This blog post has been created for completing the requirements of the SecurityTube Linux Assembly Expert certification: http://securitytube-training.com/online-courses/securitytube-linux-assembly-expert/ Student ID: SLAE-1228
A really nice trick for writing x86 shellcode I learned during SLAE is the so called JMP/CALL/POP technique. Basically, we are trying to achieve two goals with it:
- Avoid any NULLs
- Avoid hardcoded addresses
Although there are multiple examples out there, I felt like none of them explained deeper why this technique goes the way it is. Keep in mind that the key point here is to learn how to dynamically resolve a string address.
Let’s begin with a simple
; execve.nasm section .text global _start _start: xor eax, eax mov al, 0xb mov ebx, shell xor ecx, ecx xor edx, edx int 0x80 section .data shell db '/bin/sh'
All this shellcode does is setting the necessary registers with appropriated values and then calling
int 0x80 to run the
execve syscall. Notice we did put the
/bin/sh string in the data section in order to explain the objective of this technique.
Also, we are not expecting any NULLs
Now assemble and link:
$nasm -f elf32 execve.nasm -o execve.o $ld -m elf_i386 execve.o -o execve
Let’s check the opcodes:
$objdump -d execve execve: file format elf32-i386 Disassembly of section .text: 08048080 <_start>: 8048080: 31 c0 xor %eax,%eax 8048082: b0 0b mov $0xb,%al 8048084: bb 90 90 04 08 mov $0x8049090,%ebx 8048089: 31 c9 xor %ecx,%ecx 804808b: 31 d2 xor %edx,%edx 804808d: cd 80 int $0x80
Awesome, no null bytes as expected. However, we have
mov $0x8049090,%ebx. This line indicates we are using a hardcoded address (the shellcode string address). To avoid it and therefore make our shellcode more reliable, we are going to apply the JMP/CALL/POP technique.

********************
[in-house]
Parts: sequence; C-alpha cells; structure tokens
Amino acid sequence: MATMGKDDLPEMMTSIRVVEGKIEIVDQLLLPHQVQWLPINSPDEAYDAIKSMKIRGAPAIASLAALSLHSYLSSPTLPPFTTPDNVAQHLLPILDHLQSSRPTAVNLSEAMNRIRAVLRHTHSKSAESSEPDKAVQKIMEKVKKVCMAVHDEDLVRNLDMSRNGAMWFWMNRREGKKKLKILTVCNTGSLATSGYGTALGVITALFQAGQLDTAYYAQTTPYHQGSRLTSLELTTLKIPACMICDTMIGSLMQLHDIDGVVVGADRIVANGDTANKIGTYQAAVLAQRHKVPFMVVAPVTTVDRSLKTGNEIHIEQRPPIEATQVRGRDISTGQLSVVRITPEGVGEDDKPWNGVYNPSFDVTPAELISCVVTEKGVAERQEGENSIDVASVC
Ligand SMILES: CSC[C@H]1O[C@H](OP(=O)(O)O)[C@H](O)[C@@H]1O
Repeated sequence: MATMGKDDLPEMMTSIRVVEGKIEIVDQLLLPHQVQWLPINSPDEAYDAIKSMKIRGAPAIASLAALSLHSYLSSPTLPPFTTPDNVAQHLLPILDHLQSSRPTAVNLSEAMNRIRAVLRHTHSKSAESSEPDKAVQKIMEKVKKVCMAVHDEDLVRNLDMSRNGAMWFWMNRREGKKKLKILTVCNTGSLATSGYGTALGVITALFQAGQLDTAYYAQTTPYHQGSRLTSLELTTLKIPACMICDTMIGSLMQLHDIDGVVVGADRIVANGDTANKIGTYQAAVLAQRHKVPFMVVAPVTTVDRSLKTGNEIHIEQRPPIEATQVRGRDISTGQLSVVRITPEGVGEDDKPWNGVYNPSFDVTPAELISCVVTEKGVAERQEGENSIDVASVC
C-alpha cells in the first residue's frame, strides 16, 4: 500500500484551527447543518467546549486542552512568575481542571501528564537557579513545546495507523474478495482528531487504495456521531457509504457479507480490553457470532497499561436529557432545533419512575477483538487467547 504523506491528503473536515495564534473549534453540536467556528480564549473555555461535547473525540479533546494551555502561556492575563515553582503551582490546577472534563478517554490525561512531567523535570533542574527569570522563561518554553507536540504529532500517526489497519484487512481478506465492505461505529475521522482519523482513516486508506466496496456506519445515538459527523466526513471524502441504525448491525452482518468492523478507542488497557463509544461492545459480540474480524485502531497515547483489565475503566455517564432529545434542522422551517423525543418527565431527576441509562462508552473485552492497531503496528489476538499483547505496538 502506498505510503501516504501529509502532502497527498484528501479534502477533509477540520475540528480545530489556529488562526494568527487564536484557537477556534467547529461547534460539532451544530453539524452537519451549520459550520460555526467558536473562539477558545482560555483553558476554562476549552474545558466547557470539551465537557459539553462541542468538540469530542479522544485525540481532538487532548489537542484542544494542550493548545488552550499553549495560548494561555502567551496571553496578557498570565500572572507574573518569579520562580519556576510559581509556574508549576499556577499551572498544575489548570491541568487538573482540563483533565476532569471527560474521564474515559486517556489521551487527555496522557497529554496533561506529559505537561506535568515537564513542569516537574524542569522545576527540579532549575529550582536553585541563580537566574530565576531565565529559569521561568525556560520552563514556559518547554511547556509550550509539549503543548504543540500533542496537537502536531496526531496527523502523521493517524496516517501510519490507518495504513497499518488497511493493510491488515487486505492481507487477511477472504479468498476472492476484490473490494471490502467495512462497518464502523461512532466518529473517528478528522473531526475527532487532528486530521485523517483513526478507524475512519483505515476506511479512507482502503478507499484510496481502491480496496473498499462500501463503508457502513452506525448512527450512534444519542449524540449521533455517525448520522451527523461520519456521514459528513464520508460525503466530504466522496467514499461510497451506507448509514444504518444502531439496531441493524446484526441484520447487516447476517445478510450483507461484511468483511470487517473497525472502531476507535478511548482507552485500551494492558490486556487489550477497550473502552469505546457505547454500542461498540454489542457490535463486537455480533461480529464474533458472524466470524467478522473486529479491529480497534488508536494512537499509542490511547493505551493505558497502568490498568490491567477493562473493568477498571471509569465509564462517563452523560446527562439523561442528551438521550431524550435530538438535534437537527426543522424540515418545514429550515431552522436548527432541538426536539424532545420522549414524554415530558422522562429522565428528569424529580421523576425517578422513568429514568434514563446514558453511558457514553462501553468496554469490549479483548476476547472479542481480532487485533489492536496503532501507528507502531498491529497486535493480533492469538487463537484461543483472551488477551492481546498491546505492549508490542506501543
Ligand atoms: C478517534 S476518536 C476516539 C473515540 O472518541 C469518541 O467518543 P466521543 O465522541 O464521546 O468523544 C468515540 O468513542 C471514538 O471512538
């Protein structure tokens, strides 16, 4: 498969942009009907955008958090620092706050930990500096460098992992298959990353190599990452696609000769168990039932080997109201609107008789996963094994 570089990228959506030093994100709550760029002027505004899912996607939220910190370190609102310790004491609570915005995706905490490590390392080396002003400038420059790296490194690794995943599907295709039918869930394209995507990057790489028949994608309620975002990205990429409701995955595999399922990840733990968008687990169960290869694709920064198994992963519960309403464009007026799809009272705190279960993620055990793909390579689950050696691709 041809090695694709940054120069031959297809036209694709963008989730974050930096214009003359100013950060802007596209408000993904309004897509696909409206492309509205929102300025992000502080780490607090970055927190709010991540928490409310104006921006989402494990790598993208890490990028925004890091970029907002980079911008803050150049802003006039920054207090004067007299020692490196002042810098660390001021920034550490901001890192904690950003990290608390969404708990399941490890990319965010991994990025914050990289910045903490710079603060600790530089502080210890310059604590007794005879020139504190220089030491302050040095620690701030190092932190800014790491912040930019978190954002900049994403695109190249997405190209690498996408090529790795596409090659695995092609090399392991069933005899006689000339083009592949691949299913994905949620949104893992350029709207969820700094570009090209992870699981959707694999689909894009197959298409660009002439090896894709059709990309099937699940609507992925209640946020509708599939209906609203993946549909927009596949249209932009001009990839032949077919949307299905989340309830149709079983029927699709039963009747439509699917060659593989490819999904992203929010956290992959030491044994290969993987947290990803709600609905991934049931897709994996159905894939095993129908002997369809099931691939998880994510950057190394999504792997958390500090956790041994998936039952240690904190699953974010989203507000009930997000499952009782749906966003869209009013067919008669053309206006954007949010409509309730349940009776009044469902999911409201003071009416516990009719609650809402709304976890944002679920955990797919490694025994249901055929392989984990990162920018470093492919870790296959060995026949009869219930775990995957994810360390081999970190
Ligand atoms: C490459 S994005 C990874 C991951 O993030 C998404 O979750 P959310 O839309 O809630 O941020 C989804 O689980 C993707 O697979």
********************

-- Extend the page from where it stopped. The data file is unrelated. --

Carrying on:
IMHO it is easier to understand JMP/CALL/POP if we first analyse the CALL/POP part. The idea is to explore the fact that whenever you
CALL something, the first thing it does is pushing the next instruction address into the stack.
Consider this snippet:
section .text global _start _start: call realStuff shell: db '/bin/sh', 0 realStuff: xor eax, eax mov al, 0xb pop ebx xor ecx, ecx xor edx, edx int 0x80
The first thing this program actually does is calling
realStuff procedure. Differently from a
JMP instruction, the
CALL instruction sets a new stack frame, i.e., it saves a bunch of registers using the stack so it can come back to where it were once the procedure is finished. As I said before, one of the saved values is the next instruction address. When the procedure
rets, this value is popped from the stack right into EIP, so the execution flow can go on.
The interesting point is that by setting our
/bin/sh string right after
call means its address is going to be saved into the stack. This is awesome because once we are inside
realStuff we can simply pop it into
ebx, avoiding the need to hardcode any addresses!
Just to make things clear, please notice I added a 0 in order to make our string null terminaded. Otherwise there would be lots of gibberish in ebx and execve would not be called correctly.